Violent Felony and Serve 85% of Jail Time
It matters a lot because any crime in California, even DUIs, where significant bodily injury occurs, that person will be given a strike on their record if they have to admit a significant bodily injury allegation along with a felony conviction.
In California, that strike will stay on your record for the rest of your life unless and until they repeal the Three Strikes Law, which I don't think will happen. It's been in effect since I've been practicing law doing DUIs, fighting great bodily injury allegations since the early 1990s.
Another effect is any jail or prison time you get; you have to serve 85% of it because it makes the crime a violent felony. All violent felonies in Los Angeles county have to be served 85% across California.
In addition, a significant bodily injury (GBI) allegation under California Penal Code 12022.7 adds three years' prison on top of any sentence that a person gets for a DUI. So, if you were to get a felony DUI for example, and they gave you a common term in prison for two years, they would then add an extra three years. So, you'd be looking at five years at 85%.
Now you start to feel how vicious this great bodily injury allegation truly is. It gives the prosecutor a very powerful negotiation position because they can come at your client and say, we'll provide you low-term sixteen months in prison related to your DUI.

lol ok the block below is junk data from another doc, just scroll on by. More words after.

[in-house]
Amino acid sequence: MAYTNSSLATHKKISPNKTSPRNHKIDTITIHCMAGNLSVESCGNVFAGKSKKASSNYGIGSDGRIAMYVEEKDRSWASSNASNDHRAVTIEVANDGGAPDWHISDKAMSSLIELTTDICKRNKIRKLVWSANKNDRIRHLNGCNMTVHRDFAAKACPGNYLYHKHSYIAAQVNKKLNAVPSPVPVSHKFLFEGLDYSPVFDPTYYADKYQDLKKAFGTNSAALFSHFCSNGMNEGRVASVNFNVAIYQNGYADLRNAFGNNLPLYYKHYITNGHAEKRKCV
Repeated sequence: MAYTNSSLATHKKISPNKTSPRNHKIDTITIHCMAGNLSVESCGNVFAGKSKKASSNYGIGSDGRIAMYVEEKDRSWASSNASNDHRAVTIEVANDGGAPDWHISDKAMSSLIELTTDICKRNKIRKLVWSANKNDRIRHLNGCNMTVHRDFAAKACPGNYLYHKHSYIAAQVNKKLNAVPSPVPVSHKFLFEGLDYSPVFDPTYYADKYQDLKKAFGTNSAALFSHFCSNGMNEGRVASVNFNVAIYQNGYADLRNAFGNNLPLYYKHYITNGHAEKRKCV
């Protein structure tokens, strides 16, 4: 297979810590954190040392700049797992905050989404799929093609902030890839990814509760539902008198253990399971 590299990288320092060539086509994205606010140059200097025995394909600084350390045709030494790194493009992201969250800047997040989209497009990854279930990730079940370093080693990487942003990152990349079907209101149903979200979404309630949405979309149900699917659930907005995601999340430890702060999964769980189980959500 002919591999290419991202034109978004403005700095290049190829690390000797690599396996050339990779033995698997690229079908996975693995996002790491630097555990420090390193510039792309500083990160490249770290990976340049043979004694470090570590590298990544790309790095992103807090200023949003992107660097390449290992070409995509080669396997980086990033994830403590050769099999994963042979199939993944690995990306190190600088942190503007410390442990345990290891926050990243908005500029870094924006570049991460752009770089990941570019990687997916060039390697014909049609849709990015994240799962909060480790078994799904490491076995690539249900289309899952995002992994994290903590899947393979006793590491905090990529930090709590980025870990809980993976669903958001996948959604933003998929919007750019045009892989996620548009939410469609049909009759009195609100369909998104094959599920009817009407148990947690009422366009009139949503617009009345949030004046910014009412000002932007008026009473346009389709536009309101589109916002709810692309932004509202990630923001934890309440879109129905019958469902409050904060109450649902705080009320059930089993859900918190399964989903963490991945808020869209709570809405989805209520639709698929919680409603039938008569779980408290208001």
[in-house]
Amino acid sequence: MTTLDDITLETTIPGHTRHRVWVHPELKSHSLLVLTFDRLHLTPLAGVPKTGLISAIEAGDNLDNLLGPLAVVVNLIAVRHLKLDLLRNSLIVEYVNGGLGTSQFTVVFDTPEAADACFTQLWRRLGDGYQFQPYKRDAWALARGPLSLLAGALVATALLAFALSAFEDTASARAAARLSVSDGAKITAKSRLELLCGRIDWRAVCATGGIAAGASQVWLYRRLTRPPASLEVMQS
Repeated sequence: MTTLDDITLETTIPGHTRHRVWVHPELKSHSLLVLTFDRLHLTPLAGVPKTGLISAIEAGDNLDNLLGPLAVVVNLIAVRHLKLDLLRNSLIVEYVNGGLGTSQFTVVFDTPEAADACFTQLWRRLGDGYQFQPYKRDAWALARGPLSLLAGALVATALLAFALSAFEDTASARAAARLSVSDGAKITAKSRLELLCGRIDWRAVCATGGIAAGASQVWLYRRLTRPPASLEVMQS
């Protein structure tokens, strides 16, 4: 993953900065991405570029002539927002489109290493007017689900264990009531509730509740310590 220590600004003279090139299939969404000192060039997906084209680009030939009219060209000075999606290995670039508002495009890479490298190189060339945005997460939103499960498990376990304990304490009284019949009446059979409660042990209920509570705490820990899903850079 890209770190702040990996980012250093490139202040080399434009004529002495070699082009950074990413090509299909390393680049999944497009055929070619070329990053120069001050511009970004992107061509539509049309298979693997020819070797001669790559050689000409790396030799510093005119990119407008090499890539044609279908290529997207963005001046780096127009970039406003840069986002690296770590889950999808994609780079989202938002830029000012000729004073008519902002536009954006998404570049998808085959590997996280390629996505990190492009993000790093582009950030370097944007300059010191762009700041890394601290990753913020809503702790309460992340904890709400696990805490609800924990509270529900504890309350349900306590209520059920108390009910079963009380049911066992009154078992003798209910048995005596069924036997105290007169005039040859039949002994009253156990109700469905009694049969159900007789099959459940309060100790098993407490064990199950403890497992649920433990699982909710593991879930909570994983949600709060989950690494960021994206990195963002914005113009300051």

We'll strike the GBI allegation. So, you won't have to serve that three years, and then the question becomes, they make you admit it but don't give you the three years, or they strike it altogether.
A “Strike” Under California's Three Strikes Law
Because if they make you admit it, even though you don't get the three years, you still end up with a strike, and that fifteen months you're going to end up serving likely at 85% because you had to admit that GBI allegation unless they don't sentence you on it.
However, it still makes it a strike when you admit the great bodily injury allegation. So, that shows you that they have a heck of a lot of power in a DUI case.
The difference between great bodily injury in a DUI case and serious bodily injury is what gets you the felony — it's very, very indiscernible. Very tough to tell.
The prosecutors often ram a case into a great bodily injury argument when it's just a severe physical injury. The person should only be looking at the felony DUI and not the three-year great bodily injury allegation.
But, if you're not sympathetic, if you were driving around drunk hurting people, when you go to trial, do you think the jury will give you the benefit of the doubt and give you the serious bodily injury versus the great bodily injury allegation?
Minimum Three Year Sentence With No Probation
Do you want to take that risk? Because if you get convicted at trial, the judge is probably going to say, I've got no choice. I've got to give you at least three years for the great bodily injury allegation, plus I can't provide you with probation for the felony DUI.
I'll probably have to give you fifteen months, two years, three years. Now you're looking at a heap of time in prison over a DUI case. But realize, these DUI cases in California are vicious. They're politically driven.
Mothers Against Drunk Driving have a substantial political base in California. I would say that California is probably one of the toughest states in the union regarding DUI cases.
You better get to someone like me who's been doing this for over twenty-five years, knows how to deal with these cases, knows how to fight for you, and gets you what is fair in your DUI matter.